Disinfecting a patient room involves more than "dipping a rag in a bucket," Zoutman added. Bacterial spores require hospital-grade level disinfectants. It can take 90 minutes to two hours to do a thorough and complete clean if a patient with an infectious disease has occupied the room.
But Zoutman isn't convinced more money is the answer. "We need to look at how we're cleaning, and what we're doing, before we just say we need to hire more people or pour more money into it."
Smart man, this Zoutman. Money isn't a solution; it is, in some cases, a facilitator for a solution, but money by itself does nothing. We're too quick to spend (and too quick to cut) without actually making an effort and investing the time to find where the problem lies.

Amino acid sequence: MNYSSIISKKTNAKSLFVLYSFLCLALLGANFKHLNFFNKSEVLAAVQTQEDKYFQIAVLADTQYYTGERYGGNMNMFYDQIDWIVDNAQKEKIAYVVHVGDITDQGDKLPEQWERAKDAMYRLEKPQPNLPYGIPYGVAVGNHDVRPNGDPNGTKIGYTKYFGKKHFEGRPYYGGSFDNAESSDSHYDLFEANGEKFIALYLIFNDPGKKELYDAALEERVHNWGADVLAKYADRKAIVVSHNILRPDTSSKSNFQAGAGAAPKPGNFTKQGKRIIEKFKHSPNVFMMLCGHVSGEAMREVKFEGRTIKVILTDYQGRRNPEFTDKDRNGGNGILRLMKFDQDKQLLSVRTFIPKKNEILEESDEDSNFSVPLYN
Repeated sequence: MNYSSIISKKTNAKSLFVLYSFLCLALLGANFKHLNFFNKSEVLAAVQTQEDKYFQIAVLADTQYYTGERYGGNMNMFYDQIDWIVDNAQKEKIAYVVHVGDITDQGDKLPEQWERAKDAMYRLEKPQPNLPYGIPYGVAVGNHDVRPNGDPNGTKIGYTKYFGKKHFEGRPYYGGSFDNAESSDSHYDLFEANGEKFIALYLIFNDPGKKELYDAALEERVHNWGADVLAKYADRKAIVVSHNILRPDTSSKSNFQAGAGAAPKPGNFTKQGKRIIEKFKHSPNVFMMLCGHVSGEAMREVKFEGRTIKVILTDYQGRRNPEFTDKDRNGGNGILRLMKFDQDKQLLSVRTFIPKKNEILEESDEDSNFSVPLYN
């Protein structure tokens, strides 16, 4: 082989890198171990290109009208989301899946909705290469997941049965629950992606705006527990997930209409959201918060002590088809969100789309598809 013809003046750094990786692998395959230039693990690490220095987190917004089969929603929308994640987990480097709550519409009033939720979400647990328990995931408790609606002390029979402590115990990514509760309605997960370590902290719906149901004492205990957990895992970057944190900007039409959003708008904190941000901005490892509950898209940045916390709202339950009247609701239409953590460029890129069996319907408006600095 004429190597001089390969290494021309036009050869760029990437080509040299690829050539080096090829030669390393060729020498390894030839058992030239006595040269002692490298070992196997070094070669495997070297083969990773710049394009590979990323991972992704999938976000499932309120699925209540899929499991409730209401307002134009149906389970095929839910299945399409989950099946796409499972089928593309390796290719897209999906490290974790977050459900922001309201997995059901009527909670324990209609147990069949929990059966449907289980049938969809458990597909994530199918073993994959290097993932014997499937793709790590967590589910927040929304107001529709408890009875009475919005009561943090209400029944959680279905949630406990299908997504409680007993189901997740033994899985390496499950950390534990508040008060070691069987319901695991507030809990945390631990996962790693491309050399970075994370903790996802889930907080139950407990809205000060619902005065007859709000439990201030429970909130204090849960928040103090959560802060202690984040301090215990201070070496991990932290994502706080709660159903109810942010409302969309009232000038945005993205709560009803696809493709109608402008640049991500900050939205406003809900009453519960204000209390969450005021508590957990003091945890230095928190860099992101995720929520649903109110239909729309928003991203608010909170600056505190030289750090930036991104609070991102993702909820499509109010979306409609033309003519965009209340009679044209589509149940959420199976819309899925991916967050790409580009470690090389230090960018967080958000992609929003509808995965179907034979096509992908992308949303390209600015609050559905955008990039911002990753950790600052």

First and foremost - how are hospital cleaners treated? How much training do they get? Do they have HR support to turn to if they have pressing issues, especially if the wages aren't fantastic, or are they expected to leave personal problems at home and thoroughly clean room after room in monotonous yet rapid fashion?
I don't know. I haven't done any research on this front.
That's what we pay policy people for, isn't it?
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